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What I Think About When I Think About Reading

Inexplicable though it may seem, I spent the whole of 1992 as a singleton. It wasn't intentional but by the month of May I was rather enjoying it and by October it had become a challenge to reach the end of the year without collapsing into coupledom (I managed it, dear reader, but only just. 1993 was enormous fun!) 

One of the advantages of having more spare time than usual was that I read. A lot. I had always devoured books - the 1984 Easter holidays were spent not revising for O levels but lost in Tolkien.  But 1992 saw the literature levels turned up to eleven.  

As I lived in Battersea, I spent the summer weekends going to the park and spending hours deep in the pure bliss of a novel. Often I would get through one a day.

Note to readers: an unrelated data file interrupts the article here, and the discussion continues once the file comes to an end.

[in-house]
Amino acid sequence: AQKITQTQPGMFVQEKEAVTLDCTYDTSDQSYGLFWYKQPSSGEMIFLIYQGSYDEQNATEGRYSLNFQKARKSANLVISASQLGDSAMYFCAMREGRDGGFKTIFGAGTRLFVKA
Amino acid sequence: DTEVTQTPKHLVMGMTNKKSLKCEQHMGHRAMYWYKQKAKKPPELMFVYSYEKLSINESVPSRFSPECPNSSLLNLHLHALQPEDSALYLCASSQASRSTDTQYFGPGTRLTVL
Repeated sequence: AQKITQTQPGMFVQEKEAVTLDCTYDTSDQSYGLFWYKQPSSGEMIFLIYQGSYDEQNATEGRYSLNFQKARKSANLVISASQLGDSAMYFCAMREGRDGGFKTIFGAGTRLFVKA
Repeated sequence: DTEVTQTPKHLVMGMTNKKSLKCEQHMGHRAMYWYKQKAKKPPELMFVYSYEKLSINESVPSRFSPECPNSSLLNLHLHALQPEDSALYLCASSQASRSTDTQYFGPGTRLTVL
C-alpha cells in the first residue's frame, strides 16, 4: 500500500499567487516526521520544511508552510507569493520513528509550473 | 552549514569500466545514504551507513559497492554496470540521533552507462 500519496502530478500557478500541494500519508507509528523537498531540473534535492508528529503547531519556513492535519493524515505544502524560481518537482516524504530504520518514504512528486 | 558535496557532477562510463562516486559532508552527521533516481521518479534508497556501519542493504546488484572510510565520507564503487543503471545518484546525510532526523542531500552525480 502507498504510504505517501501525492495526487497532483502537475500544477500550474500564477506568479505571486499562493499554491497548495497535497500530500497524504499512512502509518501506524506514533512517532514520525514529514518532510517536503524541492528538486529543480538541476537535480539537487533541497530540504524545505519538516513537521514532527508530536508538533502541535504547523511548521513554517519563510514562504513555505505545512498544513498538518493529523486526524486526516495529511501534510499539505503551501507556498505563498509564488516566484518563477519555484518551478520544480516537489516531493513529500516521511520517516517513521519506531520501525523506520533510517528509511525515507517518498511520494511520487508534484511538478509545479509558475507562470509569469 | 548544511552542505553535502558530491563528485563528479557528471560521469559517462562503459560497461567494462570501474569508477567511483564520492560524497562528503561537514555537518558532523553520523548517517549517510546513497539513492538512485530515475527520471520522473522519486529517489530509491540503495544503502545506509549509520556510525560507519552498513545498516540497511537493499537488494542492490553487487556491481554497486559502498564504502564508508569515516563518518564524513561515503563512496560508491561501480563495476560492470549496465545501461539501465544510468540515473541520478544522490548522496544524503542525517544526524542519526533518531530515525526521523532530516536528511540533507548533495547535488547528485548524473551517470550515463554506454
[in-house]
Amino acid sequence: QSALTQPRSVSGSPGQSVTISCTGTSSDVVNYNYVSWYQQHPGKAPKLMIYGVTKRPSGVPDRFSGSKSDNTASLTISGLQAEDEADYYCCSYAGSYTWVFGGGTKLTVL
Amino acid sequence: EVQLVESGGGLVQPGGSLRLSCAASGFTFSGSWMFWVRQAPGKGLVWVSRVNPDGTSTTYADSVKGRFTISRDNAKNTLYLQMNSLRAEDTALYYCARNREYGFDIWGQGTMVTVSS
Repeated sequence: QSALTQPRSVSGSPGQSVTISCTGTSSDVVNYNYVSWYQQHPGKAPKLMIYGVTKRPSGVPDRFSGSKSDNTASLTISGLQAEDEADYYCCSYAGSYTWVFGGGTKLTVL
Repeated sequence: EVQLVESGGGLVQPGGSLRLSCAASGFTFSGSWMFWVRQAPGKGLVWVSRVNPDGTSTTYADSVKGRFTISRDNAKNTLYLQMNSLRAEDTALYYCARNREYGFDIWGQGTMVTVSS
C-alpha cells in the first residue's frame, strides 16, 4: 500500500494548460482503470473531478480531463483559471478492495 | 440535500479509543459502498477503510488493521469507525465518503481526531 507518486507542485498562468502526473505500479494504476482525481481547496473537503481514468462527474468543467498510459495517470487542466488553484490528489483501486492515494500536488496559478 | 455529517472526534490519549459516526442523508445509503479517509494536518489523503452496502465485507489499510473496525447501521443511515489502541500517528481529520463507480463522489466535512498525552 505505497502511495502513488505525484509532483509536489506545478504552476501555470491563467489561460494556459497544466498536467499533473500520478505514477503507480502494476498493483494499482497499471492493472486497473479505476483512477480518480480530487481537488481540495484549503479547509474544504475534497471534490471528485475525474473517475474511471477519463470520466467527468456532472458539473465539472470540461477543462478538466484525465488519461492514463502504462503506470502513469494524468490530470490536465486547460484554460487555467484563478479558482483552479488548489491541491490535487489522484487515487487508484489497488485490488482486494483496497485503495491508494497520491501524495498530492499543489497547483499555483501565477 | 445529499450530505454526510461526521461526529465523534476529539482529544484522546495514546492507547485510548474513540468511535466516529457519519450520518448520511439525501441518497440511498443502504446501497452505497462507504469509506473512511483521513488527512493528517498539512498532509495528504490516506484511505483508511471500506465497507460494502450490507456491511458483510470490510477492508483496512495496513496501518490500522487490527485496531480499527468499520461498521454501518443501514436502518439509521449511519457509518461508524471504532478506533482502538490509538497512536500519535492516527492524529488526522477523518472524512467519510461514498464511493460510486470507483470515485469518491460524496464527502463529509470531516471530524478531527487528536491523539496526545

I gorged on classics, modern and not so modern. I grew to love Plath, Amis, Bronte (E), McEwan and Banks. I dived into Parker (D), Thompson (Hunter S), Barnes, Murakami, Dostoevsky, Leonard, Auster and many others in an attempt to make myself more interesting.  

It didn't work, of course, and I remain irrepressibly drab and awful but I do believe that those of us who read are, in general, better people to be around. I once asked a senior colleague what he was reading, and when he replied that he "didn't have time to read", I knew that we would struggle to get along. I was right.  

I have just finished the wonderful 'A Little Life' by Hanya Yanagihara, a book so extraordinary that it made me cry. Twice. But I'm going on holiday in a couple of weeks so will need more recommendations. Do please send.......